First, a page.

Navigate Up

Full Library - A-Z Index


Print This Page

Obstructive uropathy

Obstructive uropathy is a condition in which the flow of urine is blocked, causing it to back up and injure one or both kidneys.

Alternative Names

Uropathy - obstructive

Causes, incidence, and risk factors

Obstructive uropathy occurs when urine cannot drain through a ureter (a tube that carries urine from the kidneys to the bladder). Urine backs up into the kidney and causes it to become swollen (hydronephrosis ).

Obstructive uropathy can affect one or both kidneys. It can occur suddenly, or be a long-term problem.

Common causes of obstructive uropathy include:

Obstructive uropathy may rarely occur during pregnancy. This is called idiopathic hydronephrosis of pregnancy.

Symptoms

Symptoms depend on whether the problem starts slowly or suddenly, and if one or both kidneys are involved. Symptoms may include:

  • Mild to severe pain in the middle of the body (flank pain), felt on one or both sides
  • Fever    
  • Nausea or vomiting     
  • Weight gain or swelling (edema)

You may also have problems passing urine, such as:

  • Urge to urinate often
  • Decrease in the force of urine stream
  • Dribbling of urine
  • Not feeling as if the bladder is emptied
  • Need to urinate more often at night
  • Decreased amount of urine
  • Blood in urine

Signs and tests

The diagnosis of obstructive uropathy is made on imaging studies. Common radiographic studies used to diagnose obstructive uropathy include:

Treatment

Stents or drains placed in the ureter or in a part of the kidney called the renal pelvis may provide short-term relief of symptoms.

Nephrostomy tubes, which drain urine from the kidneys through the back, may be used to bypass the obstruction.

A Foley catheter, placed through the urethra into the bladder, may also be helpful.

Although short-term relief from the obstruction can be achieved without surgery, the cause of the obstruction must be removed and the urinary system repaired. Long-term relief from obstructive uropathy requires surgery.

Expectations (prognosis)

 

If a sudden obstruction is rapidly diagnosed and repaired, kidney damage is less likely. Often, the damage to the kidneys goes away.

Long-term damage to the kidneys may occur if you have had obstructive uropathy for a long time.

If only one kidney is damaged, chronic kidney problems are less likely.

When both kidneys become damaged and fail to function even after the obstruction is repaired, you may need dialysis or a kidney transplant.

If the obstruction or blockage of the bladder was the cause, long-term damage to the bladder may occur. This may result in problems emptying the bladder or leaking urine.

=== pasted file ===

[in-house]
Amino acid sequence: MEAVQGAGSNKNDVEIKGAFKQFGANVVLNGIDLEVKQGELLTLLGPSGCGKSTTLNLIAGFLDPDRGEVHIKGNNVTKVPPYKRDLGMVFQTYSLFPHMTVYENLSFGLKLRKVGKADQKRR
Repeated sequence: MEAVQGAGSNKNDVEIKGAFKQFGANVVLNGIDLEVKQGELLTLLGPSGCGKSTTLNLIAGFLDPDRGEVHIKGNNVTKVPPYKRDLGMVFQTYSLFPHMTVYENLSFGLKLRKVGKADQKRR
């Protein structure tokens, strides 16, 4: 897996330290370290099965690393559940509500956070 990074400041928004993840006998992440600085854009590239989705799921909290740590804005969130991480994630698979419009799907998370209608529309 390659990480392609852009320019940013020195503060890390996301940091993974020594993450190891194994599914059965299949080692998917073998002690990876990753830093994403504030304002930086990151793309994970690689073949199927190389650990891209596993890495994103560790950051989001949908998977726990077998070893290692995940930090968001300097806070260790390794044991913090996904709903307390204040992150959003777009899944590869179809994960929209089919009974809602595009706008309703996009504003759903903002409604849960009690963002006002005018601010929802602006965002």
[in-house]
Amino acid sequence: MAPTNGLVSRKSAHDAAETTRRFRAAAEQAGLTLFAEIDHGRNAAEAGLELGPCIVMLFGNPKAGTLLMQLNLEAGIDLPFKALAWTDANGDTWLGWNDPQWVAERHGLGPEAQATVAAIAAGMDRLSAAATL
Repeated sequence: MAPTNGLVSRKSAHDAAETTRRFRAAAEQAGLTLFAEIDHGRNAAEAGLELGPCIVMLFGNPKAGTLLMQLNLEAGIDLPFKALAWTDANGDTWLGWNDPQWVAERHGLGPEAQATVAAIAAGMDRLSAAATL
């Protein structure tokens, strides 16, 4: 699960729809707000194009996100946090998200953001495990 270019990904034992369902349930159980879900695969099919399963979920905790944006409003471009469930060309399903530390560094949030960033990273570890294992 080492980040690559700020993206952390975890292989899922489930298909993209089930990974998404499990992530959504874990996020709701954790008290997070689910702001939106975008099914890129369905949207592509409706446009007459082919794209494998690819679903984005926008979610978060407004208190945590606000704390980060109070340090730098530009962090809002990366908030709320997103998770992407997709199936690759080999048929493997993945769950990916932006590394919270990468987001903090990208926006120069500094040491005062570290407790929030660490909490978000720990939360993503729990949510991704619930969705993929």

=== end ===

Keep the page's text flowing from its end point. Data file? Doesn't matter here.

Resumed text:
Complications

Obstructive uropathy can cause permanent and severe damage to the kidneys, resulting in renal failure. Obstructive uropathy caused by bladder outlet obstruction can lead to permanent and severe damage to the bladder, resulting in problems such as incontinence and urinary retention.

Calling your health care provider

Contact your health care provider if you have symptoms of obstructive uropathy or believe that you may be suffering from this condition.

Prevention

Obstructive uropathy can be prevented by addressing any underlying disorders that can cause it.

References


Zeidel ML. Obstructive uropathy. In: Goldman L, Schafer AI, eds. Cecil Medicine. 24th ed. Philadelphia, Pa: Saunders Elsevier; 2011:chap 125.

Singh I, Strandhoy JW, Assimos DG. Pathophysiology of urinary tract obstruction. In: Wein AJ, ed. Campbell-Walsh Urology. 10th ed. Philadelphia, Pa: Saunders Elsevier; 2011:chap 40.

Updated: 4/16/2012

Linda J. Vorvick, MD, Medical Director and Director of Didactic Curriculum, MEDEX Northwest Division of Physician Assistant Studies, Department of Family Medicine, UW Medicine, School of Medicine, University of Washington; Louis S. Liou, MD, PhD, Chief of Urology, Cambridge Health Alliance, Visiting Assistant Professor of Surgery, Harvard Medical School. Also reviewed by David Zieve, MD, MHA, Medical Director, A.D.A.M. Health Solutions, Ebix, Inc.


©  UPMC | Affiliated with the University of Pittsburgh Schools of the Health Sciences
Supplemental content provided by A.D.A.M. Health Solutions. All rights reserved.

For help in finding a doctor or health service that suits your needs, call the UPMC Referral Service at 412-647-UPMC (8762) or 1-800-533-UPMC (8762). Select option 1.

UPMC is an equal opportunity employer. UPMC policy prohibits discrimination or harassment on the basis of race, color, religion, ancestry, national origin, age, sex, genetics, sexual orientation, marital status, familial status, disability, veteran status, or any other legally protected group status. Further, UPMC will continue to support and promote equal employment opportunity, human dignity, and racial, ethnic, and cultural diversity. This policy applies to admissions, employment, and access to and treatment in UPMC programs and activities. This commitment is made by UPMC in accordance with federal, state, and/or local laws and regulations.

Medical information made available on UPMC.com is not intended to be used as a substitute for professional medical advice, diagnosis, or treatment. You should not rely entirely on this information for your health care needs. Ask your own doctor or health care provider any specific medical questions that you have. Further, UPMC.com is not a tool to be used in the case of an emergency. If an emergency arises, you should seek appropriate emergency medical services.

For UPMC Mercy Patients: As a Catholic hospital, UPMC Mercy abides by the Ethical and Religious Directives for Catholic Health Care Services, as determined by the United States Conference of Catholic Bishops. As such, UPMC Mercy neither endorses nor provides medical practices and/or procedures that contradict the moral teachings of the Roman Catholic Church.

© UPMC
Pittsburgh, PA, USA UPMC.com